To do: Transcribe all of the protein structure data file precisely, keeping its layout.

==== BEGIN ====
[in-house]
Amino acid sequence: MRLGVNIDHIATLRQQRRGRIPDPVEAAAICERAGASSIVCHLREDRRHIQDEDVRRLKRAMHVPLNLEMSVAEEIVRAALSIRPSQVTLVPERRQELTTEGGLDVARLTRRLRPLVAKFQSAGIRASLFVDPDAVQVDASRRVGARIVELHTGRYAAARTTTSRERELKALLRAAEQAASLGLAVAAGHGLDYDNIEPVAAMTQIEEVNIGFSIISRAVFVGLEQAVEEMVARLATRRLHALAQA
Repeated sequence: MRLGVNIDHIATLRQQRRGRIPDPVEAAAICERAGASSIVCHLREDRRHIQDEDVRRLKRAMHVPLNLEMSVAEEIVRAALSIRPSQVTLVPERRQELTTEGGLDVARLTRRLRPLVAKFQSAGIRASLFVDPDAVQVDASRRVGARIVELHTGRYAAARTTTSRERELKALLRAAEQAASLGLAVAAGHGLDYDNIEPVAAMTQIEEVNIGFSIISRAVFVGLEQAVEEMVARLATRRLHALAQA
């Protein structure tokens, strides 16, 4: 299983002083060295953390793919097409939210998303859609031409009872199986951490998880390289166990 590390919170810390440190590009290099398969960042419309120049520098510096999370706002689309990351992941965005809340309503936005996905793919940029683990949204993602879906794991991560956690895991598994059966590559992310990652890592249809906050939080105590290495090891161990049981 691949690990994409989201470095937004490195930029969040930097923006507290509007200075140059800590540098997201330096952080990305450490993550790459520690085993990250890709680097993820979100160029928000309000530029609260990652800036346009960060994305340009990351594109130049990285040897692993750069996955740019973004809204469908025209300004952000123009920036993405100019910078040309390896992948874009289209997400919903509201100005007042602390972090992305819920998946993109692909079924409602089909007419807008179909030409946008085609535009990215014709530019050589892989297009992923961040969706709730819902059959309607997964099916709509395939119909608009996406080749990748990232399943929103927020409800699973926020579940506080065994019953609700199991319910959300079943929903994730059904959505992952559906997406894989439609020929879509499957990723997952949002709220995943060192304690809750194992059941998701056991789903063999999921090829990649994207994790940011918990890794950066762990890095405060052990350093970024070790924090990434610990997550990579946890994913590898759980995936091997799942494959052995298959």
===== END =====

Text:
[in-house]
Amino acid sequence: MRLGVNIDHIATLRQQRRGRIPDPVEAAAICERAGASSIVCHLREDRRHIQDEDVRRLKRAMHVPLNLEMSVAEEIVRAALSIRPSQVTLVPERRQELTTEGGLDVARLTRRLRPLVAKFQSAGIRASLFVDPDAVQVDASRRVGARIVELHTGRYAAARTTTSRERELKALLRAAEQAASLGLAVAAGHGLDYDNIEPVAAMTQIEEVNIGFSIISRAVFVGLEQAVEEMVARLATRRLHALAQA
Repeated sequence: MRLGVNIDHIATLRQQRRGRIPDPVEAAAICERAGASSIVCHLREDRRHIQDEDVRRLKRAMHVPLNLEMSVAEEIVRAALSIRPSQVTLVPERRQELTTEGGLDVARLTRRLRPLVAKFQSAGIRASLFVDPDAVQVDASRRVGARIVELHTGRYAAARTTTSRERELKALLRAAEQAASLGLAVAAGHGLDYDNIEPVAAMTQIEEVNIGFSIISRAVFVGLEQAVEEMVARLATRRLHALAQA
């Protein structure tokens, strides 16, 4: 299983002083060295953390793919097409939210998303859609031409009872199986951490998880390289166990 590390919170810390440190590009290099398969960042419309120049520098510096999370706002689309990351992941965005809340309503936005996905793919940029683990949204993602879906794991991560956690895991598994059966590559992310990652890592249809906050939080105590290495090891161990049981 691949690990994409989201470095937004490195930029969040930097923006507290509007200075140059800590540098997201330096952080990305450490993550790459520690085993990250890709680097993820979100160029928000309000530029609260990652800036346009960060994305340009990351594109130049990285040897692993750069996955740019973004809204469908025209300004952000123009920036993405100019910078040309390896992948874009289209997400919903509201100005007042602390972090992305819920998946993109692909079924409602089909007419807008179909030409946008085609535009990215014709530019050589892989297009992923961040969706709730819902059959309607997964099916709509395939119909608009996406080749990748990232399943929103927020409800699973926020579940506080065994019953609700199991319910959300079943929903994730059904959505992952559906997406894989439609020929879509499957990723997952949002709220995943060192304690809750194992059941998701056991789903063999999921090829990649994207994790940011918990890794950066762990890095405060052990350093970024070790924090990434610990997550990579946890994913590898759980995936091997799942494959052995298959």